Our question on this Holy Tuesday is this . . . Does our love in Christ and for Christ call us to forgive all those who have harmed us in big ways and in small ways . . . even as Christ has forgiven us?


Image from: http://webspace.webring.com/people/up/pharsea/PeopleOfGod.html

For more information on Aaron, and the Levites, go to: http://eastonsbibledictionary.com/a/aaron.htm and http://eastonsbibledictionary.com/l/levite.htm

Cameron, Peter John. “Prayer for the Morning.” MAGNIFICAT. 4.19 (2011). Print.  

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Lectio Divina

“God spots” in the human brain

Monday, March 25, 2019

Spiritual reading is often seen as a desperate last step in a series of pleas to God. Many of us see the contemplation of the sacred word as a last resort or a last worried petition for God’s attention.  The reality is that we constantly have God’s attention and need do nothing special for God to “notice” us.  We are well-loved and well-attended although there are times when we feel this may not be so.

Contemplative prayer is often seen as something we do when we can find the time.  It is seen as the work of the consecrated religious or the spiritually gifted. The truth is that each of us has the capacity to consider and reflect on God’s goodness.  We need no special talent and no special tools.  We each have a God spot that scientists have identified and in fact there are likely “several areas of the brain that form the biological foundations of religious belief”.  (“Independent”)  We are well-equipped and well-blessed with this gift from God.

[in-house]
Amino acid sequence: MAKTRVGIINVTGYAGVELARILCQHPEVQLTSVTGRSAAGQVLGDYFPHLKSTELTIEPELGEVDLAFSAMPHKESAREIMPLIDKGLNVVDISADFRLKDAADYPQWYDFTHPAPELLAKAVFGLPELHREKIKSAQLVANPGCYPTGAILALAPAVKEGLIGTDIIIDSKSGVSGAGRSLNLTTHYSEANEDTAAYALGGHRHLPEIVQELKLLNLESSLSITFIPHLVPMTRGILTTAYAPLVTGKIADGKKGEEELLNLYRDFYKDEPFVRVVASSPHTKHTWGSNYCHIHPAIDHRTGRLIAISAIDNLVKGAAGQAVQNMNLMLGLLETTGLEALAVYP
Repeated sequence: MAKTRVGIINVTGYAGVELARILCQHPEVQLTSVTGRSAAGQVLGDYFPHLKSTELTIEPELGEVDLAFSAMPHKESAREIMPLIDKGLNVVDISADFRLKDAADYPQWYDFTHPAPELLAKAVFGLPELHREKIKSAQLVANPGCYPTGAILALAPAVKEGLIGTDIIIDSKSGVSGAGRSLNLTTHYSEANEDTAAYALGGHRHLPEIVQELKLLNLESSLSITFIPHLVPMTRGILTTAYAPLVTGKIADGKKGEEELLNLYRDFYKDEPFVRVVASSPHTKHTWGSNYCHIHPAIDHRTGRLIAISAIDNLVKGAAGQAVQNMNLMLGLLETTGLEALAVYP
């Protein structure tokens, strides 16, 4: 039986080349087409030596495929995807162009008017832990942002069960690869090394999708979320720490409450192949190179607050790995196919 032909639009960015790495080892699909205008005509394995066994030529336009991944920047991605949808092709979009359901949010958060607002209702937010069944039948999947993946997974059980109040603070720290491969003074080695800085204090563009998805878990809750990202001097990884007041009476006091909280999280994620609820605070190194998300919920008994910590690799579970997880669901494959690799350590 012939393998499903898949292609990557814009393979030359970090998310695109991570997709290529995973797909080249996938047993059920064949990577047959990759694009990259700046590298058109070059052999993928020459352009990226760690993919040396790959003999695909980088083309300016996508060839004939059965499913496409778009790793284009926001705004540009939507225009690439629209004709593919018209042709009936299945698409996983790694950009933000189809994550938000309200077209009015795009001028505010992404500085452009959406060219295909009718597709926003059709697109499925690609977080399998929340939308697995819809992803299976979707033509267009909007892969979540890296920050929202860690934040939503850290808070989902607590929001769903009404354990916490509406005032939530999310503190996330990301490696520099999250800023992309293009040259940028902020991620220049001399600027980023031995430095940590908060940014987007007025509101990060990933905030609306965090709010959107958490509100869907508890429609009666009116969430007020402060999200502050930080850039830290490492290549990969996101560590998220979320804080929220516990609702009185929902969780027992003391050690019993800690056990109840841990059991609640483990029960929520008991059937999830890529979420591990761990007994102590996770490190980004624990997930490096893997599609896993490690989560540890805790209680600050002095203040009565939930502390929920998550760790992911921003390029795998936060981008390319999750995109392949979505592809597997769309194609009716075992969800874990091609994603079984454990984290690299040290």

Today is the Fifth Sunday of Lent, a time when we approach Holy Week and the miracle of Easter.  Let us spend some time today with just a bit of scripture if we do not have time for a chapter or a book.  Let us spend some time today with the process of lectio divina even if for only twenty minutes or so.  Let us spend some time today with the Creator who loves us and tends to us.  This Creator longs to commune with us, yearns to touch is in special ways, wants to bless us and grace with all manner of gifts.  Let us give a bit of time today to God in a bit of reading, a bit of meditation, and a bit of communication.  We will find that the time we spend will come back to us in the form of patience, wisdom, and a newly-found peace.


Image from: http://ymiblogging.org/2010/01/god-spot/

“Belief and the brain’s ‘God spot’ .” Independent. 10 March 2009: n. page. Web. 25 Mar. 2012. <http://www.independent.co.uk/news/science/belief-and-the-brains-god-spot-1641022.html&gt;.

If you do not know how to begin, go to the Scripture as Prayer page on this blog, of go to:

For more information on God spots, go to: http://www.independent.co.uk/news/science/belief-and-the-brains-god-spot-1641022.html, or http://www.americamagazine.org/content/article.cfm?article_id=2886, or http://www.huffingtonpost.com/2009/03/10/brains-god-spot-discovere_n_173705.html, or http://www.npr.org/templates/story/story.php?storyId=104291534, or http://ymiblogging.org/2010/01/god-spot/